But his unit will still make its own technology decisions, too. Toward that end, Redniss recruited a DPS employee named Robin Fordham to join NBC Universal/USA Network 18 months ago. "I just jumped the fence," says Fordham, who is now director of technology for the USA television network. "Instead of USA Net being my client, I work for them directly."
Fordham has a small team of developers working for him. He says they figure out how to execute Redniss's ideas. For instance, when Redniss wanted to improve customer loyalty, Fordham's group took the lead in adopting Bunchball, which uses gaming to build loyalty. His unit also has done most of the work in adopting Echo's Streamserver commenting engine. Bunchball is gaining traction across NBC Universal's websites, and may soon become the province of the centralized IT group.
Social networking has roared to the top of many corporate to-do lists. In an eMarketer survey of 227 companies with more than 100 employees, 80 percent of the respondents said that their companies intended to use social media for marketing purposes in 2011, up from 58 percent in 2009.
Meanwhile, use of social networking is growing in other departments, thanks to new tools and new strategies.
Social media tools are spreading "across all departments," says Michael Fauscette, an analyst at research firm IDC. IDC does a twice-yearly survey measuring which departments manage social media strategies and tools. When the firm first launched the survey three and a half years ago, marketing dominated the results.
"[Marketing] was by far the most prevalent department," Fauscette noted. "Now it's pretty even distribution across all departments, including sales and customer service." Fauscette says social media is used internally for collaboration and for idea generation, and externally for marketing and crisis response.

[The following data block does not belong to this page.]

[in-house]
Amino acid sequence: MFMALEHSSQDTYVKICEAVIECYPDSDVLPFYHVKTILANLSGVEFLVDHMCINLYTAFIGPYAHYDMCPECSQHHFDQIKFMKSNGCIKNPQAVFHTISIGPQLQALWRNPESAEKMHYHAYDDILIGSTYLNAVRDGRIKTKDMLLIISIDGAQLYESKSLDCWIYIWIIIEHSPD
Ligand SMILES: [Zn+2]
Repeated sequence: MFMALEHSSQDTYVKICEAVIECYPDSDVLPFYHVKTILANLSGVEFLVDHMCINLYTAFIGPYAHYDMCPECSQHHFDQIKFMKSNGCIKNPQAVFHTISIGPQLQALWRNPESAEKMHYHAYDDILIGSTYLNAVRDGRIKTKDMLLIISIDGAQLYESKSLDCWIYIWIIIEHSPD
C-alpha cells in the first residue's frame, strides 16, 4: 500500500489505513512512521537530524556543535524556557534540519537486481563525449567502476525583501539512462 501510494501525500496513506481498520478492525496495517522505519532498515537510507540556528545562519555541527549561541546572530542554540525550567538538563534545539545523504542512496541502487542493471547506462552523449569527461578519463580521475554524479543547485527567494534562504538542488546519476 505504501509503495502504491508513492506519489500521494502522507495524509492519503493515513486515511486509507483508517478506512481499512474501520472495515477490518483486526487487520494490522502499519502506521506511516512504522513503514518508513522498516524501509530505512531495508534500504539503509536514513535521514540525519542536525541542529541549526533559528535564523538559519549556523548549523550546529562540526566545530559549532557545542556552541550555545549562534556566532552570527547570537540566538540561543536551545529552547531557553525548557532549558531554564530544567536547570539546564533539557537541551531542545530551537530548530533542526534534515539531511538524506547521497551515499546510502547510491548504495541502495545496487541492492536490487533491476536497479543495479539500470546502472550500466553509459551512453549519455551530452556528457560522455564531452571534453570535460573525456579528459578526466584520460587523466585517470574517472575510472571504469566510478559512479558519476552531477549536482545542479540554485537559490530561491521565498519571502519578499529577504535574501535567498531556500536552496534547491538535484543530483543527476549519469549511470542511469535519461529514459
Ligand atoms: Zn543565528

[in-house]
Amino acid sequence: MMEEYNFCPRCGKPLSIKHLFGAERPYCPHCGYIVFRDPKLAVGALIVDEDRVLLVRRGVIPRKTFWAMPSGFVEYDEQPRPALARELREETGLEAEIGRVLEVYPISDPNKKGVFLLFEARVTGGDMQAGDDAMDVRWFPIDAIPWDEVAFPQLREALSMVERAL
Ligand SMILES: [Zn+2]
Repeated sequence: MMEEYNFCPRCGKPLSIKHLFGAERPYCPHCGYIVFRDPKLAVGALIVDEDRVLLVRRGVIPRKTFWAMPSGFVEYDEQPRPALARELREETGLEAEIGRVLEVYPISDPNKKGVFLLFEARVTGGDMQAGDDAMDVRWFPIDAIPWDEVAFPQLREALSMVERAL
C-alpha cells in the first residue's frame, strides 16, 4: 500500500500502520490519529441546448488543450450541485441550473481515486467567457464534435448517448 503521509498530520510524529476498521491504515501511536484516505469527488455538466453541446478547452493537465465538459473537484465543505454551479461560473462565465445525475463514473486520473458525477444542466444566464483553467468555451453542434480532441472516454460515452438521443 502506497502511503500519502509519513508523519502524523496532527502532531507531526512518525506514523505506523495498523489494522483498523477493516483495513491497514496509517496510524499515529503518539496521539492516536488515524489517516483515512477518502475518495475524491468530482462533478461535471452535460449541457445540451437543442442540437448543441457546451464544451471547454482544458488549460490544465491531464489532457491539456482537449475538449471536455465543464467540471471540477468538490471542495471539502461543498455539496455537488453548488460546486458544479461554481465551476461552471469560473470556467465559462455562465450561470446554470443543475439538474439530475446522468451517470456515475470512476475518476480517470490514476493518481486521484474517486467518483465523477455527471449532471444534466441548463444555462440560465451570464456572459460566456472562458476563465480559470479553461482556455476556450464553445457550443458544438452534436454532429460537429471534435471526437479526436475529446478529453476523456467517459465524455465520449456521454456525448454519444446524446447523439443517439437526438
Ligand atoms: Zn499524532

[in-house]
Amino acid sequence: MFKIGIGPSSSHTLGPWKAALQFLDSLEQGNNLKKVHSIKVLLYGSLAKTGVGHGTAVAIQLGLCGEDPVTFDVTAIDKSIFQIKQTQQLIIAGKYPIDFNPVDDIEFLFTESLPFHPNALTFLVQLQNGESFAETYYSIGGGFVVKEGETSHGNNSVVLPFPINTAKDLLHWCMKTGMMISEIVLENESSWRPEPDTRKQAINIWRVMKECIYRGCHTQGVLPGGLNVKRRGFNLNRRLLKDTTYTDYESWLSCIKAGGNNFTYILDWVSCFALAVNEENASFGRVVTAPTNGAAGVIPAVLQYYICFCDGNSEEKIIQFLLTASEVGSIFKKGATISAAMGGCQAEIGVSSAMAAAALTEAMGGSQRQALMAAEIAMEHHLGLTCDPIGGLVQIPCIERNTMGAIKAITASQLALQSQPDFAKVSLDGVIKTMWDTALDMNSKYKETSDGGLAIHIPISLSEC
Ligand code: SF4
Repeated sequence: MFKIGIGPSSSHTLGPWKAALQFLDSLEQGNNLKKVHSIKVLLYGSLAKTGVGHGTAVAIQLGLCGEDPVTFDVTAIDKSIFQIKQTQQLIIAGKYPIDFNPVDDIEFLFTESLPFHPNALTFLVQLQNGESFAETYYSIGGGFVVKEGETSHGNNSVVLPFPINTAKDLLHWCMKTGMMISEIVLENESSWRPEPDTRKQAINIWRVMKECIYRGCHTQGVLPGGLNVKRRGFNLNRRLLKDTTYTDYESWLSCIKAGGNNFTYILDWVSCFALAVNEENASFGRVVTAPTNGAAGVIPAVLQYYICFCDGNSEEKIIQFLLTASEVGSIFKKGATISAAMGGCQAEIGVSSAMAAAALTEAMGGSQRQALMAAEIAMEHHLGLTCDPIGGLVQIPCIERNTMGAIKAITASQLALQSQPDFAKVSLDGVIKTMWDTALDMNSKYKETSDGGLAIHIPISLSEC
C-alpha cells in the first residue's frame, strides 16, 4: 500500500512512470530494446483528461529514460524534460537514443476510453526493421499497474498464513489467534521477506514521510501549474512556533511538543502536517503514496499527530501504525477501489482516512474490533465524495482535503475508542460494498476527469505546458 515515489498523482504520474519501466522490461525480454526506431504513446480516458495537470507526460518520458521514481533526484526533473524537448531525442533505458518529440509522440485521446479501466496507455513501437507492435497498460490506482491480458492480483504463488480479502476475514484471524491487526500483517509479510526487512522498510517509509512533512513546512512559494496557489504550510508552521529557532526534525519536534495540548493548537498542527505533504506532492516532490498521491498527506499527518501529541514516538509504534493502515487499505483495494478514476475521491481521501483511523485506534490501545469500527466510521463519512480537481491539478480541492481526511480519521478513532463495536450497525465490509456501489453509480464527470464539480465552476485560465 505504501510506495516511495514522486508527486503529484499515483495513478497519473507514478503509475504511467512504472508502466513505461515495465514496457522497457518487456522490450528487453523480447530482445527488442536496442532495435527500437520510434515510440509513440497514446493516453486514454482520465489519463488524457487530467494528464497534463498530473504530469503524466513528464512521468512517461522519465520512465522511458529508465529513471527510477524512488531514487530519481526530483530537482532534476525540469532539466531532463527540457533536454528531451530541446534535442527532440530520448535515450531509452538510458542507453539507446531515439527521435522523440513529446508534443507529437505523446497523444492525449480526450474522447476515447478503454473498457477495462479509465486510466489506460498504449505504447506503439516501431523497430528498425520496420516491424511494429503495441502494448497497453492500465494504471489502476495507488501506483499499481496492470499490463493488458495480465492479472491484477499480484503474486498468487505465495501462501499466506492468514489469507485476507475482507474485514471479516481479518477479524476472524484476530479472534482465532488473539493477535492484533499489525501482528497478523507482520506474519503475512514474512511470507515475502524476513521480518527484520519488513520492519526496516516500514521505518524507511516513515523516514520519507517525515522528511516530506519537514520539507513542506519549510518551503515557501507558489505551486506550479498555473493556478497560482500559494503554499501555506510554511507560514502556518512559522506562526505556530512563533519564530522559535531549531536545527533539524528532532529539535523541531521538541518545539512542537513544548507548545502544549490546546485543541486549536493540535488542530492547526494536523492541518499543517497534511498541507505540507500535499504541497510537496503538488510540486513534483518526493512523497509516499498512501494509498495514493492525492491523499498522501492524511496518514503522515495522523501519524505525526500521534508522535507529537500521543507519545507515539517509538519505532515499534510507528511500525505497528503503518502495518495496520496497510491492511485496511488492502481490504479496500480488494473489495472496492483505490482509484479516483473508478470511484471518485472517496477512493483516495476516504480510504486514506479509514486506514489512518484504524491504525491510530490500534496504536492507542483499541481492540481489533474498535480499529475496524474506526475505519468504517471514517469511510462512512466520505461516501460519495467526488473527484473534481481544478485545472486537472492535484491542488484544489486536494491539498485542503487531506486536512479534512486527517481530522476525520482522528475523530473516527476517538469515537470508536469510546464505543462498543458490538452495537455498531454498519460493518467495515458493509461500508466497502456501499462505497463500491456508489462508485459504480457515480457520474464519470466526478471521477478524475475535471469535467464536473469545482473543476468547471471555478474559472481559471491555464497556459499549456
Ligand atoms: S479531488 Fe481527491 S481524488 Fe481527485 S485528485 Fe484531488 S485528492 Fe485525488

When it comes to managing the strategy behind social media, however, IDC's survey results show that marketing still rules -- it handles that responsibility at 48 percent of companies -- and IT isn't involved at all. Corporate communications is second, cited by 29 percent of the respondents as one of the departments that handles social media strategy (multiple answers are permitted). Meanwhile, 26 percent of the respondents named product development, 23 percent said customer service, and 16 percent named sales.
Fauscette calls this shift a sign of the maturing of the social media market. He says that this means social tools will begin to become part of IT's purview. "We're starting to see IT more involved in what they should be: helping implement and find the right tools, produce the tools, and optimize the work."
He also notes that when social media moves out of marketing's control, "it puts you in a much better position from a business perspective to look at it in broader terms." That's what IT can come in and start to do, in other words.
IT's role: Tool-master
For now, though, IT shows up in the integration and implementation of the tools, a role that Fauscette says makes sense. When the technology moves beyond experimenting, or department-level expense charge-offs, "the CIO is in the room a lot of the time. Firms need a broader perspective," Fauscette says.
One CIO who's "in the room" is Craig Neeb, who is both CIO and vice president of multichannel marketing at International Speedway Corp., which operates racetracks across the country, from Daytona to Watkins Glen in New York to the Auto Club Speedway in California.